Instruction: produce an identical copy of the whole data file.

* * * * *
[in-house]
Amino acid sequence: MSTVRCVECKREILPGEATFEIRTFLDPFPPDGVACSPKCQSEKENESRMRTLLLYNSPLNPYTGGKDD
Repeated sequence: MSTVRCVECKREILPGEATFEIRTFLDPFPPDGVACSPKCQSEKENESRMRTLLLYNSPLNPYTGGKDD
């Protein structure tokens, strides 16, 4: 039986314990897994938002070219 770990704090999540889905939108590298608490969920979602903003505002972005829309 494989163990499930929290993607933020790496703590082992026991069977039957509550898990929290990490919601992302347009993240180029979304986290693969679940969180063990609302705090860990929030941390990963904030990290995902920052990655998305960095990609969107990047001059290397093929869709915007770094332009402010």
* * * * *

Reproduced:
[in-house]
Amino acid sequence: MSTVRCVECKREILPGEATFEIRTFLDPFPPDGVACSPKCQSEKENESRMRTLLLYNSPLNPYTGGKDD
Repeated sequence: MSTVRCVECKREILPGEATFEIRTFLDPFPPDGVACSPKCQSEKENESRMRTLLLYNSPLNPYTGGKDD
């Protein structure tokens, strides 16, 4: 039986314990897994938002070219 770990704090999540889905939108590298608490969920979602903003505002972005829309 494989163990499930929290993607933020790496703590082992026991069977039957509550898990929290990490919601992302347009993240180029979304986290693969679940969180063990609302705090860990929030941390990963904030990290995902920052990655998305960095990609969107990047001059290397093929869709915007770094332009402010």